Long story short, we, in fact, do use the metric system in the U.S– we use K to represent thousand because of the metric kilo.

*Keep in mind that the Greek letter χ is pronounced with a ‘k’ sound in english*

Look up at the stars and not down at your feet. Try to make sense of what you see, and wonder about what makes the universe exist. Be curious.

Stephen Hawking

Top Tools Being Used in the Union Square Ventures Network

This summer I had the pleasure of interning at USV this summer to support the Network Team.

Through my community management work in Slack as well as in attending USV network events, I noticed that one of the most common questions that comes up in the network is what tools are used by other companies.

To embark on this research project, we gathered over 450 software tools used across 64 companies, representing approximately 86% of our active portfolio. We began by tagging each tool based on department, the type of tool, and then explored how company size impacted usage.

Below are some observations and trends that we discovered.

Types of Tools Reported

As you can see below, developer tools ranked #1 among the categories of reported tools for this project, with 164 total tools reported. We also saw large numbers of tools used for communication, business intelligence, and design

Most Popular Tools

The top reported tools were G Suite, Slack, GitHub, Jira, Sketch, Salesforce, DropBox, AWS, Excel, and InVision. These top tools (in particular G Suite, Slack, and GitHub) were used across multiple departments or tended to skew toward developer tools.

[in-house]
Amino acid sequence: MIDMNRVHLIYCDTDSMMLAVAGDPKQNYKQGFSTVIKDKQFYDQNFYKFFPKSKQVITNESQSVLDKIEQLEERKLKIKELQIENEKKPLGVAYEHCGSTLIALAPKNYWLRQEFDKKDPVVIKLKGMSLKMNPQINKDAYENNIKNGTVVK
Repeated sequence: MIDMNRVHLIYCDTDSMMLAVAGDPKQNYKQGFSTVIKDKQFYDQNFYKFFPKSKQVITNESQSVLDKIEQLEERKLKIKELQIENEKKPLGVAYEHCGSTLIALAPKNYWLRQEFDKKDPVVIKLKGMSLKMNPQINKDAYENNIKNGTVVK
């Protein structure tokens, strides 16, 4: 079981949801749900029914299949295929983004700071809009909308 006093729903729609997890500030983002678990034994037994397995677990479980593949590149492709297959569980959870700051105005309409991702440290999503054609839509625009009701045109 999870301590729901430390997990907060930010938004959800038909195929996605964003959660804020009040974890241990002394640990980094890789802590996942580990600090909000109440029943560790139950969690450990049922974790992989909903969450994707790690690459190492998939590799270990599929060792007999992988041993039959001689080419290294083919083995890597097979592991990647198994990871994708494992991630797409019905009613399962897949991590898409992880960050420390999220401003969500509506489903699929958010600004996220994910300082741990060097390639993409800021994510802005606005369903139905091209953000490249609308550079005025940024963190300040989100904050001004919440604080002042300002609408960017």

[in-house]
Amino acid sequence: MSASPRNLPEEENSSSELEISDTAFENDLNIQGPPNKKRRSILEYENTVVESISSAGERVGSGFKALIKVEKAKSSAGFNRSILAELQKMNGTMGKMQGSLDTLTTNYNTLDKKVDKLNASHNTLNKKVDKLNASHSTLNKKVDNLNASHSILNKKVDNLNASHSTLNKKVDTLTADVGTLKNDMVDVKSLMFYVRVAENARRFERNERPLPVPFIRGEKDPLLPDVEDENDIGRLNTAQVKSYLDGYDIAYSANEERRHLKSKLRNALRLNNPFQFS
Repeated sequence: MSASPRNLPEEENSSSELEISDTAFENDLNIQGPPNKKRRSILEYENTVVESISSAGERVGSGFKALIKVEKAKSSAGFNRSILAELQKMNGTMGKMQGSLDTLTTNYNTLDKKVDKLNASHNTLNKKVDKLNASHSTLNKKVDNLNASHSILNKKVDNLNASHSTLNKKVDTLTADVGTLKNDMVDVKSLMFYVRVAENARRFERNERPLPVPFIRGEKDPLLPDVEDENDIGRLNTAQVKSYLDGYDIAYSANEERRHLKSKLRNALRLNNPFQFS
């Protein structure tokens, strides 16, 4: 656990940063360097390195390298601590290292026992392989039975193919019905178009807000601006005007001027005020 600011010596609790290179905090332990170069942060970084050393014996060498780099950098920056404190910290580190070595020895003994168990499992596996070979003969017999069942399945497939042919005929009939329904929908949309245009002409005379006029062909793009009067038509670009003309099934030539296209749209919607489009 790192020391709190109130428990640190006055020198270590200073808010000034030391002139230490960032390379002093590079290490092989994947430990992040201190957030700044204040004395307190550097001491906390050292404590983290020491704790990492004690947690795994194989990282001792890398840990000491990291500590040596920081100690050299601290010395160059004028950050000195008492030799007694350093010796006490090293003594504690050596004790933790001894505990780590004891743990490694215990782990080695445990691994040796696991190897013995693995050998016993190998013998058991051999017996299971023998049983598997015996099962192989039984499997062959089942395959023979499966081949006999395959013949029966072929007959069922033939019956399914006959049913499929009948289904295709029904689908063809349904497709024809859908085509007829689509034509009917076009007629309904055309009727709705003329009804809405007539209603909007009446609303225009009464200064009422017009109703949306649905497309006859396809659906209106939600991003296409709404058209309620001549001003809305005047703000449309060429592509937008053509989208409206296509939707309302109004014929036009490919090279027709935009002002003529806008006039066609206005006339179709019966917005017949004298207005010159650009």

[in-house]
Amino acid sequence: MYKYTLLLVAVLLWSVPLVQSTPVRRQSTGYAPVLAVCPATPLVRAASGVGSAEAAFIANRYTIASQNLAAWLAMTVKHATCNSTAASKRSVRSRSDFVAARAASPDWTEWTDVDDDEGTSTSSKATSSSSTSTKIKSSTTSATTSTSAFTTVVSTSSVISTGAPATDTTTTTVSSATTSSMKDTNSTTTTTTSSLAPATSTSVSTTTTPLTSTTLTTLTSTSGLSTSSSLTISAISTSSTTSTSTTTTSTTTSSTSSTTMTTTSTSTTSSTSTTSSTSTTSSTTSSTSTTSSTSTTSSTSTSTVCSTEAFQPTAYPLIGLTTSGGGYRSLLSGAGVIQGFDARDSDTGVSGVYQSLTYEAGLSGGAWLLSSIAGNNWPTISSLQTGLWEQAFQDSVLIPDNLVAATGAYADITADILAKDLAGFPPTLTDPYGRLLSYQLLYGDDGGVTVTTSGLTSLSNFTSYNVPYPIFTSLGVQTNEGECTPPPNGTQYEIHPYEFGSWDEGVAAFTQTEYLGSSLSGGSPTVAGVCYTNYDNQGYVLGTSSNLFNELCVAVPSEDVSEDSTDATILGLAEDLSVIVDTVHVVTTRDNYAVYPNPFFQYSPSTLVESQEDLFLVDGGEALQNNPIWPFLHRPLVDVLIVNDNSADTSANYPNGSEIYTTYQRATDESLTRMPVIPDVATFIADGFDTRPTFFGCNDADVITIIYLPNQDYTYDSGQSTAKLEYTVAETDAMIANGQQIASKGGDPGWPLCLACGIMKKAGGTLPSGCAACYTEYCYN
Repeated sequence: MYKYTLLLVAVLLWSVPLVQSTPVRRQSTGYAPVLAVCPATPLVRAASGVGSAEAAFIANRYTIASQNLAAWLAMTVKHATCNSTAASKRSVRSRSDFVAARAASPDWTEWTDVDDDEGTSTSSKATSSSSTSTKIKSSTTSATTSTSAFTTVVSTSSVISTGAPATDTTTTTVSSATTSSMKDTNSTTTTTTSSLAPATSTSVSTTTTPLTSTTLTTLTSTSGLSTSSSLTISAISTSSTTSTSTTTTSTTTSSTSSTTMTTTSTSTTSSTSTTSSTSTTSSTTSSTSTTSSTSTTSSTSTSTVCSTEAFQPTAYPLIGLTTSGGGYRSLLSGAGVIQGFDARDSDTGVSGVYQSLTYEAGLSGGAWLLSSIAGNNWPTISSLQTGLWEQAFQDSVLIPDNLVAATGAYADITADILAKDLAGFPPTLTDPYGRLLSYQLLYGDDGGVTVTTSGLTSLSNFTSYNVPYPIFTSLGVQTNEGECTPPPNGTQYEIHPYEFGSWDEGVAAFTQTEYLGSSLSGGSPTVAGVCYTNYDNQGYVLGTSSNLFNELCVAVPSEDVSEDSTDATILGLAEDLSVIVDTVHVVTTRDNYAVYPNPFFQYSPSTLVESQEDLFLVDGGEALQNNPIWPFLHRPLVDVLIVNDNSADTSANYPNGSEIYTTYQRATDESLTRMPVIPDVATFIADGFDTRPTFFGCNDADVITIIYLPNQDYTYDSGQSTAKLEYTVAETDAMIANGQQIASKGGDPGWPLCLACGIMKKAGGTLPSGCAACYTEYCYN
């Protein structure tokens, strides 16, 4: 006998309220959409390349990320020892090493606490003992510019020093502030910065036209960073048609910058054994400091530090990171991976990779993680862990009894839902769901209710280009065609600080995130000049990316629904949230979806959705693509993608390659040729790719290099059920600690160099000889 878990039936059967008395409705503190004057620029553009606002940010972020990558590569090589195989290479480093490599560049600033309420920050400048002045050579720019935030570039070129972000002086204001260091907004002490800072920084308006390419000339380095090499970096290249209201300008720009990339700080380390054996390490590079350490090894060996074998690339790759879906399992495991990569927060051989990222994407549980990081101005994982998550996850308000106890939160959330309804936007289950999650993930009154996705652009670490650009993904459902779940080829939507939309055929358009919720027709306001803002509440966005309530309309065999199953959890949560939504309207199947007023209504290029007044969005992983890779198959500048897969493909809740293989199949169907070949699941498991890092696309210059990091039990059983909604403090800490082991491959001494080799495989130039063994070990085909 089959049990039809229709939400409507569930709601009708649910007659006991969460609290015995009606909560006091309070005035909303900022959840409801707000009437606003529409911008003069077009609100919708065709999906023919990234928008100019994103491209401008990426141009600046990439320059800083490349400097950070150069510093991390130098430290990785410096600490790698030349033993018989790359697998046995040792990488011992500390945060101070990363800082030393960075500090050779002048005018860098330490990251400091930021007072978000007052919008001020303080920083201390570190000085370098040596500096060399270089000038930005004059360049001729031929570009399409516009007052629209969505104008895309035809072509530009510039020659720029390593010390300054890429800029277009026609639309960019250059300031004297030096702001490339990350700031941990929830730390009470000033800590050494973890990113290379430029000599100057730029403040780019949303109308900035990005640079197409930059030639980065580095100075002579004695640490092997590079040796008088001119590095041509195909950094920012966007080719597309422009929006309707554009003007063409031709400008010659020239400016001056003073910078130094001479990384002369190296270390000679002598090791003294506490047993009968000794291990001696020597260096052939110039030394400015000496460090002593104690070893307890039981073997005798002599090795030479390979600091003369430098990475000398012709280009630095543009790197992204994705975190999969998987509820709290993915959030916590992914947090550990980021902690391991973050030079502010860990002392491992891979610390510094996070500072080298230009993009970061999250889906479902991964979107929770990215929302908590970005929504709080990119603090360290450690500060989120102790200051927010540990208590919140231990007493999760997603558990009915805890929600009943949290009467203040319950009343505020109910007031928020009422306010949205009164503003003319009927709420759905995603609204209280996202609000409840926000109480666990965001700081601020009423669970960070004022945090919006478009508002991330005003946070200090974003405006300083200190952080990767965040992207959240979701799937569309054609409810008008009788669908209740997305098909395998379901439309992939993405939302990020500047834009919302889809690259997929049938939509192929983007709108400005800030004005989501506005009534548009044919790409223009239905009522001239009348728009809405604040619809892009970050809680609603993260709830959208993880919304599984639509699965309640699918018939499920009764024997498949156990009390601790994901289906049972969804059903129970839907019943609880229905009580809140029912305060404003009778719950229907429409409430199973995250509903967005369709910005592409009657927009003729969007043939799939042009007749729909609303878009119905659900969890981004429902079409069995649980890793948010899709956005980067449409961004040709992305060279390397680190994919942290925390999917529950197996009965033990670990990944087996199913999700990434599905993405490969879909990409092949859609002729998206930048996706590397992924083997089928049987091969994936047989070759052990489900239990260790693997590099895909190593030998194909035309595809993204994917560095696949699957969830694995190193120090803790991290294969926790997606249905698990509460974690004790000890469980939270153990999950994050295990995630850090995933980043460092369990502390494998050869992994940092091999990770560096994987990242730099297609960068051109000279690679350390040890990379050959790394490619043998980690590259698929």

Developer Tools in the Network

The chart below show the most popular developer tools overall in the network. After Github and Jira, there was a drop off which may be because there are many free/open source options, causing individuals and companies to explore and favor different ones.

Size Breakouts

Company size creates a stratification among developer, hiring, and communication tools. As an example of how this plays out in engineering, you can see that all of the size brackets use either Github or Jira, but after that, the differentiation develops. For example, smaller companies are less likely to use security software. On the communication side, smaller companies are more likely to use internal tools like Calendly, GoToMeeting, and Rocketchat, whereas external tools including Docusign, Facebook, Medium, Sendgrid, and Twitter persisted across all size brackets.

As for hiring tools, LinkedIn, Lever, and Greenhouse are the most popular in the network, but these are primarily only used by companies with more than 30 employees. Tools like Guru, Textio, DiscoverOrg, and Checkr were used with companies larger than 50 employees, while Jobbatical, Entelo, Jazz, and AngelList were used by our smaller companies.